Schnittke's second sonata for violin and piano (1968) was his first "polystylistic" work. He subtitled it "Quasi una sonata," which means "like a sonata," or "in the manner of a sonata." Schnittke called it "a sort of borderline case of sonata form," explaining that it was, in a sense, about the process of writing a sonata. "The form is called into question; it seems not to be achieved - and then the sonata is already over." He also called it "a report of the impossibility of the sonata."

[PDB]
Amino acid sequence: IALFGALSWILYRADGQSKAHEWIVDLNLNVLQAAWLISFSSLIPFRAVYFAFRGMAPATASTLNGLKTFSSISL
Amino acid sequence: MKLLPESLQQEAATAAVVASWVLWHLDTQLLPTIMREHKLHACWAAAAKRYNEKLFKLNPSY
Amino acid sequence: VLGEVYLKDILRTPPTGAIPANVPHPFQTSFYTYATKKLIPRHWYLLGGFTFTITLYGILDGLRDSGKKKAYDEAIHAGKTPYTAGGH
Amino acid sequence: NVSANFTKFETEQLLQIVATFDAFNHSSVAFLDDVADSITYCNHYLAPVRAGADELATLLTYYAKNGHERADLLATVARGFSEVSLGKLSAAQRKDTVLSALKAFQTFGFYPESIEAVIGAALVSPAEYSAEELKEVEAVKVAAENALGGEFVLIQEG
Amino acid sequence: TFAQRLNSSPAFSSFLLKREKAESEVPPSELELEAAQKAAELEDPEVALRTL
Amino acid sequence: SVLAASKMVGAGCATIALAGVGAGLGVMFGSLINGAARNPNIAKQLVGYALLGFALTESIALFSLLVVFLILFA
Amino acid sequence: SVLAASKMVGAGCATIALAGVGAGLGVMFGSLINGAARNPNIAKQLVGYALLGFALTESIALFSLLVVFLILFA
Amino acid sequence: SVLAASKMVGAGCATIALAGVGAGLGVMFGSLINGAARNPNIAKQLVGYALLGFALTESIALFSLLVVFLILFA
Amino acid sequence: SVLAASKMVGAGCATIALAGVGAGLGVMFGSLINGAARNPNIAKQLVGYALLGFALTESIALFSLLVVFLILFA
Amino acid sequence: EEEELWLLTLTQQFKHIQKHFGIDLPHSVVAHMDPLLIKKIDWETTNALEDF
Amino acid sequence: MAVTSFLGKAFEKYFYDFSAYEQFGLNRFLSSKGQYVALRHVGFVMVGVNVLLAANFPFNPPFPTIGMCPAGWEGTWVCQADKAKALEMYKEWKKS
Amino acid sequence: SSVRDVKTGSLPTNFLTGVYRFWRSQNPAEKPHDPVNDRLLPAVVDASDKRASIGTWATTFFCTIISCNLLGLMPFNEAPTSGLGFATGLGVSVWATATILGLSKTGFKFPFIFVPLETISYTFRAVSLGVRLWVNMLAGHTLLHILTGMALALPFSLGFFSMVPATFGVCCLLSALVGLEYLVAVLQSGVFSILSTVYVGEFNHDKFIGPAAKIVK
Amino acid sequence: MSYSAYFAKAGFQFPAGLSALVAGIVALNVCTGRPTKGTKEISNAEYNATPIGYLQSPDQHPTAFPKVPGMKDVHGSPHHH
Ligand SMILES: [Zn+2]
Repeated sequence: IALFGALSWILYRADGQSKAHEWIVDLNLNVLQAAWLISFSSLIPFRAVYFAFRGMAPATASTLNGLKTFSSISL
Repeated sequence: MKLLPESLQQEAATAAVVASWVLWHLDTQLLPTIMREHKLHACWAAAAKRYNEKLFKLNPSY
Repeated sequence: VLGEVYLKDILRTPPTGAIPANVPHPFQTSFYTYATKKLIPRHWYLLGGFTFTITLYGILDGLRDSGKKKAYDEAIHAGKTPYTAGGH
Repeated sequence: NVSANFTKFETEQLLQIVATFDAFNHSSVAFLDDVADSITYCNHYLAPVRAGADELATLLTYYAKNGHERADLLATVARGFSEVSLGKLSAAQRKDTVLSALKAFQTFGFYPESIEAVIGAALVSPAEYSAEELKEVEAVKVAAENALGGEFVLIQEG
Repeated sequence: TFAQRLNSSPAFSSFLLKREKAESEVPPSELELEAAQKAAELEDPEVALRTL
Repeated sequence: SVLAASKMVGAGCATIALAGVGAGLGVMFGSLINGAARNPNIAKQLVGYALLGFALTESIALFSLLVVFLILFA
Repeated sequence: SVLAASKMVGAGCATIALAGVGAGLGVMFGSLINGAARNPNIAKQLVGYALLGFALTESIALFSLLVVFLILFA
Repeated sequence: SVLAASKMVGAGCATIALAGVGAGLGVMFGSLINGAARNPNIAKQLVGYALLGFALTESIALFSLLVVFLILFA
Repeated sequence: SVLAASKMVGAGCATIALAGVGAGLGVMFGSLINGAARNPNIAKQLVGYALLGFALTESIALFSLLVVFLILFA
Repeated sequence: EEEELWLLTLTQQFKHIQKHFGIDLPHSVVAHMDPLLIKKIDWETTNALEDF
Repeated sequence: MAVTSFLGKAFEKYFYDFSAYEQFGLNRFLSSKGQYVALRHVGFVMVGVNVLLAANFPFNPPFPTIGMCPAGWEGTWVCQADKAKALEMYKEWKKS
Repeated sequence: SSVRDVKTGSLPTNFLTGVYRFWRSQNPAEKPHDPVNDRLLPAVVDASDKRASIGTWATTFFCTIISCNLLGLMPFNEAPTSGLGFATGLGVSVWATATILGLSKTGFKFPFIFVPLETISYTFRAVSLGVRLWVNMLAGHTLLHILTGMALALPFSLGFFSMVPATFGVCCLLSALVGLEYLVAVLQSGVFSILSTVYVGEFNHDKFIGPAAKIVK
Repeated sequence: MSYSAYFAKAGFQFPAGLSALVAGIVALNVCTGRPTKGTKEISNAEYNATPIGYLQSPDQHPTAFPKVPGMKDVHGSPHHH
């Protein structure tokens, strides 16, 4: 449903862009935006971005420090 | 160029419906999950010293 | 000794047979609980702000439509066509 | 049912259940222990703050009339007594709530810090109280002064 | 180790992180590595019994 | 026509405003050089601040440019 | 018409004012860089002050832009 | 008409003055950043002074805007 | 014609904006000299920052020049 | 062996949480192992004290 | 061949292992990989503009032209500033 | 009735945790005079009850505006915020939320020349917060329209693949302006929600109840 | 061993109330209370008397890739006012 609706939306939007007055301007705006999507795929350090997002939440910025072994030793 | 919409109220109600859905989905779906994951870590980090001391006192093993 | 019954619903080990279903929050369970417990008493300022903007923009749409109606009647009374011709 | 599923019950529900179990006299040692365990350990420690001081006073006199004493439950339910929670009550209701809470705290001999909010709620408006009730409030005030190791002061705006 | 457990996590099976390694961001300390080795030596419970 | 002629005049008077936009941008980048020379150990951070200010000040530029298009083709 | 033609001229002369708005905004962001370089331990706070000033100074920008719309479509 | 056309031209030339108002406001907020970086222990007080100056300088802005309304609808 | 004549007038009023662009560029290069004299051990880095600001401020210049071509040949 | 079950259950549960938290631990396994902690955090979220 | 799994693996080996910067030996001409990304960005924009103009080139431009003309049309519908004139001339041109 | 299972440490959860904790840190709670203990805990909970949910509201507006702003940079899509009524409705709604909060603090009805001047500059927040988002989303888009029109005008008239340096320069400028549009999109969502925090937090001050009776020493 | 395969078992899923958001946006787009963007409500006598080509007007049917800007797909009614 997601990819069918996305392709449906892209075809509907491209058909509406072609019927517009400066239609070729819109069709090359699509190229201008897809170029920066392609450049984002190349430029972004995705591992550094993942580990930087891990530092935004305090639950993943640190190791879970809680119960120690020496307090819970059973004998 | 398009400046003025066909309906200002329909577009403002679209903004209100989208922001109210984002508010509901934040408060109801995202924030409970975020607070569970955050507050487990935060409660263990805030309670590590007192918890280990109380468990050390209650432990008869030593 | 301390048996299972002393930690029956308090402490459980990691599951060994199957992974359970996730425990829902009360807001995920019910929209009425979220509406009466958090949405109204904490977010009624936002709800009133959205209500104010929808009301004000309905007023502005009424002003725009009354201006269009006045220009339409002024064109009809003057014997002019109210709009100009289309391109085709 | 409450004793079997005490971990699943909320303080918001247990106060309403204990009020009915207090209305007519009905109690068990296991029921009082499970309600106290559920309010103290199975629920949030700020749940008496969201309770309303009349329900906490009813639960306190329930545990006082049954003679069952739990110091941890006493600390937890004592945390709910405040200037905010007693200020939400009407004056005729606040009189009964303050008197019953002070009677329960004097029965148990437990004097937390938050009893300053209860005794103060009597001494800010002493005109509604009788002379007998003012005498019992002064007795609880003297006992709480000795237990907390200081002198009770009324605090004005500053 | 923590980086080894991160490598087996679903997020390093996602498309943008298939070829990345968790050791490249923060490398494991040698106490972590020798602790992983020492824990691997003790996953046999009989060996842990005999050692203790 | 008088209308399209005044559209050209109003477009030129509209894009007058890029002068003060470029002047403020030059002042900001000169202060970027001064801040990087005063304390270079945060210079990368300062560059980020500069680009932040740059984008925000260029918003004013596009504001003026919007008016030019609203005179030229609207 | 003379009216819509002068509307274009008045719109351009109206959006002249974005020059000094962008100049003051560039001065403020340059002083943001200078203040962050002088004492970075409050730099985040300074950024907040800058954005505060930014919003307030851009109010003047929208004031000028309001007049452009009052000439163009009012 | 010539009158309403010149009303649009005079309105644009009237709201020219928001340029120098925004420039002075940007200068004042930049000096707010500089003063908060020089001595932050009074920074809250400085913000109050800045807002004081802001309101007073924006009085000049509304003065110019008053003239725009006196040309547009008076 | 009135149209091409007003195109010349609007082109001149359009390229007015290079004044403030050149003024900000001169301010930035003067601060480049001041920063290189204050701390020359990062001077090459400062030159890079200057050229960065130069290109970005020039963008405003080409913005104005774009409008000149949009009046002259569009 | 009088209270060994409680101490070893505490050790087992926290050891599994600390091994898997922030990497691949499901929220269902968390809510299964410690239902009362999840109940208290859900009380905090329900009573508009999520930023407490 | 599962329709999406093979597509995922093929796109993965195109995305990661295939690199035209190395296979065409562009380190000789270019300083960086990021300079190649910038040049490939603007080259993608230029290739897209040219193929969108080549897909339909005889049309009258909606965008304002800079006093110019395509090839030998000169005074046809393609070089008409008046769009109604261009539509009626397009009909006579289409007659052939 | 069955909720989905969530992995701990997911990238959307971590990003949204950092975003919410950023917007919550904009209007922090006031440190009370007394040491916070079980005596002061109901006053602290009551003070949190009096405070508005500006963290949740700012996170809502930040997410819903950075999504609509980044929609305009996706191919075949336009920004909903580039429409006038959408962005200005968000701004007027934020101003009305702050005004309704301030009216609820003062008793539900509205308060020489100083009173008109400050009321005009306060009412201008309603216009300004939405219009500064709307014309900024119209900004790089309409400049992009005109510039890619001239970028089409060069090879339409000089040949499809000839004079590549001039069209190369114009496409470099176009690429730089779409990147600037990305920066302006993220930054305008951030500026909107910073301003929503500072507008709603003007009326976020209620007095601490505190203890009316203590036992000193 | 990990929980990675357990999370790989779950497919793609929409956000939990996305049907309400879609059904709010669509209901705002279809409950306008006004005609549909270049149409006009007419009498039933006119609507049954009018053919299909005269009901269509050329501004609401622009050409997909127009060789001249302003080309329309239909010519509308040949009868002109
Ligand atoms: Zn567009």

The "impossibility of the sonata" for a composer steeped in atonality is that sonata form is based on tonality: it is, in essence, a journey from tonic key to the dominant key and back again. A composer who eschews the whole idea of key is likely to eschew the idea of the sonata. Indeed, after years of avoiding major and minor chords, Schnittke was changing course significantly. "The Sonata begins with a loud, short G-minor triad. That was very important for me," he wrote, "after a very long period of writing exclusively serial music. Suddenly I had to write this piece, without rules of construction. It was, so to speak, a mutiny against everything else. There is a continual exchange between this triad and a dissonant violin chord: the piece seems to stammer. Then, suddenly, the motif B-A-C-H appears…at the end it stands out clearly as the solution. The solution consists of the fact that nothing is solved," concluded Schnittke, since both the minor chord and the atonal material "remain as contrasting elements which are balanced against each other."